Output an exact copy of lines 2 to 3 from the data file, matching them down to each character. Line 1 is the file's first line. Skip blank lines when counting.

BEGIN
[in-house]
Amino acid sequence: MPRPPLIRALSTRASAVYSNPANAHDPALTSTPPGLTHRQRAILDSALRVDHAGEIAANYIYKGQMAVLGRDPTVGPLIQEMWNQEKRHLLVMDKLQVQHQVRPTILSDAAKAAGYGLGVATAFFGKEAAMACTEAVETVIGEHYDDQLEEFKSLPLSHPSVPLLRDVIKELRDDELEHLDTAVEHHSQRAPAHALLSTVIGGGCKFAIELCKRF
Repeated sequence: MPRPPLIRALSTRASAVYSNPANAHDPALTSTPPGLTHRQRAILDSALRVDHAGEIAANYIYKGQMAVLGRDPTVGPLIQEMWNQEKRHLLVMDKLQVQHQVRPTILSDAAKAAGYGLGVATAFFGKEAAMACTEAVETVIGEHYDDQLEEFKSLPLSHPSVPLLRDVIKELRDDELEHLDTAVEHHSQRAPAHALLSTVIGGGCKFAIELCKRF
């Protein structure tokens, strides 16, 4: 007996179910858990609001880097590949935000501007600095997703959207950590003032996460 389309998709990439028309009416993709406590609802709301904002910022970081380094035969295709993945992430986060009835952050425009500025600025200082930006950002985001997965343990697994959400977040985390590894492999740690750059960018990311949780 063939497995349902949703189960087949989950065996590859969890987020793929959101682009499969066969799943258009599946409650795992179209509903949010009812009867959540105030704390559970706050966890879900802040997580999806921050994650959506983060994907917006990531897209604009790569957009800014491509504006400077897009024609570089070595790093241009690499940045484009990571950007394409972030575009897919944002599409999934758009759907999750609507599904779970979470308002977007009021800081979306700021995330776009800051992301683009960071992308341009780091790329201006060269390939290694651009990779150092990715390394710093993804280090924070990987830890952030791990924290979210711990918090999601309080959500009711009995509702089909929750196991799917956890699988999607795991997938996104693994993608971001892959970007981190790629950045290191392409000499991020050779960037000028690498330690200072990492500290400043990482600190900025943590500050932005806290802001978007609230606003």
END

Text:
Amino acid sequence: MPRPPLIRALSTRASAVYSNPANAHDPALTSTPPGLTHRQRAILDSALRVDHAGEIAANYIYKGQMAVLGRDPTVGPLIQEMWNQEKRHLLVMDKLQVQHQVRPTILSDAAKAAGYGLGVATAFFGKEAAMACTEAVETVIGEHYDDQLEEFKSLPLSHPSVPLLRDVIKELRDDELEHLDTAVEHHSQRAPAHALLSTVIGGGCKFAIELCKRF
Repeated sequence: MPRPPLIRALSTRASAVYSNPANAHDPALTSTPPGLTHRQRAILDSALRVDHAGEIAANYIYKGQMAVLGRDPTVGPLIQEMWNQEKRHLLVMDKLQVQHQVRPTILSDAAKAAGYGLGVATAFFGKEAAMACTEAVETVIGEHYDDQLEEFKSLPLSHPSVPLLRDVIKELRDDELEHLDTAVEHHSQRAPAHALLSTVIGGGCKFAIELCKRF